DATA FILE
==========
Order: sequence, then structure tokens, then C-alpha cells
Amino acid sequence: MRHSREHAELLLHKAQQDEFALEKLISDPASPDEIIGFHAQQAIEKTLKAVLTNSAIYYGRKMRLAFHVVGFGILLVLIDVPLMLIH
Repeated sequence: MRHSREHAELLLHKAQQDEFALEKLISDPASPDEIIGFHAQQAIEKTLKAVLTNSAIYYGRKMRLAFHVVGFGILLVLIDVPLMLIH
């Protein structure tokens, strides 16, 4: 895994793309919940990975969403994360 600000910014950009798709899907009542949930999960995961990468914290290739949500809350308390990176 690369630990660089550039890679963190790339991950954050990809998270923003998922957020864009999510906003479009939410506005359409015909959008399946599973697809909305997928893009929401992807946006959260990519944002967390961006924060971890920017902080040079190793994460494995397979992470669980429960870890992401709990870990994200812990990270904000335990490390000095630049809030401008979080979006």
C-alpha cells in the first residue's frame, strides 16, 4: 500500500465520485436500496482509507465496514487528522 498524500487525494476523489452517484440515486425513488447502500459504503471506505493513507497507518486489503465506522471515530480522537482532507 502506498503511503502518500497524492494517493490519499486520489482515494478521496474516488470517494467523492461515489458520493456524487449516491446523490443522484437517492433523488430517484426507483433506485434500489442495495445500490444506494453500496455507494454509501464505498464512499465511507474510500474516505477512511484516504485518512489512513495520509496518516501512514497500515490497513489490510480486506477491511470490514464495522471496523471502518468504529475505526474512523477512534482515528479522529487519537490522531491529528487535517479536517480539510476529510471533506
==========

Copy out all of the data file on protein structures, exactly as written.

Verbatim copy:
Order: sequence, then structure tokens, then C-alpha cells
Amino acid sequence: MRHSREHAELLLHKAQQDEFALEKLISDPASPDEIIGFHAQQAIEKTLKAVLTNSAIYYGRKMRLAFHVVGFGILLVLIDVPLMLIH
Repeated sequence: MRHSREHAELLLHKAQQDEFALEKLISDPASPDEIIGFHAQQAIEKTLKAVLTNSAIYYGRKMRLAFHVVGFGILLVLIDVPLMLIH
């Protein structure tokens, strides 16, 4: 895994793309919940990975969403994360 600000910014950009798709899907009542949930999960995961990468914290290739949500809350308390990176 690369630990660089550039890679963190790339991950954050990809998270923003998922957020864009999510906003479009939410506005359409015909959008399946599973697809909305997928893009929401992807946006959260990519944002967390961006924060971890920017902080040079190793994460494995397979992470669980429960870890992401709990870990994200812990990270904000335990490390000095630049809030401008979080979006």
C-alpha cells in the first residue's frame, strides 16, 4: 500500500465520485436500496482509507465496514487528522 498524500487525494476523489452517484440515486425513488447502500459504503471506505493513507497507518486489503465506522471515530480522537482532507 502506498503511503502518500497524492494517493490519499486520489482515494478521496474516488470517494467523492461515489458520493456524487449516491446523490443522484437517492433523488430517484426507483433506485434500489442495495445500490444506494453500496455507494454509501464505498464512499465511507474510500474516505477512511484516504485518512489512513495520509496518516501512514497500515490497513489490510480486506477491511470490514464495522471496523471502518468504529475505526474512523477512534482515528479522529487519537490522531491529528487535517479536517480539510476529510471533506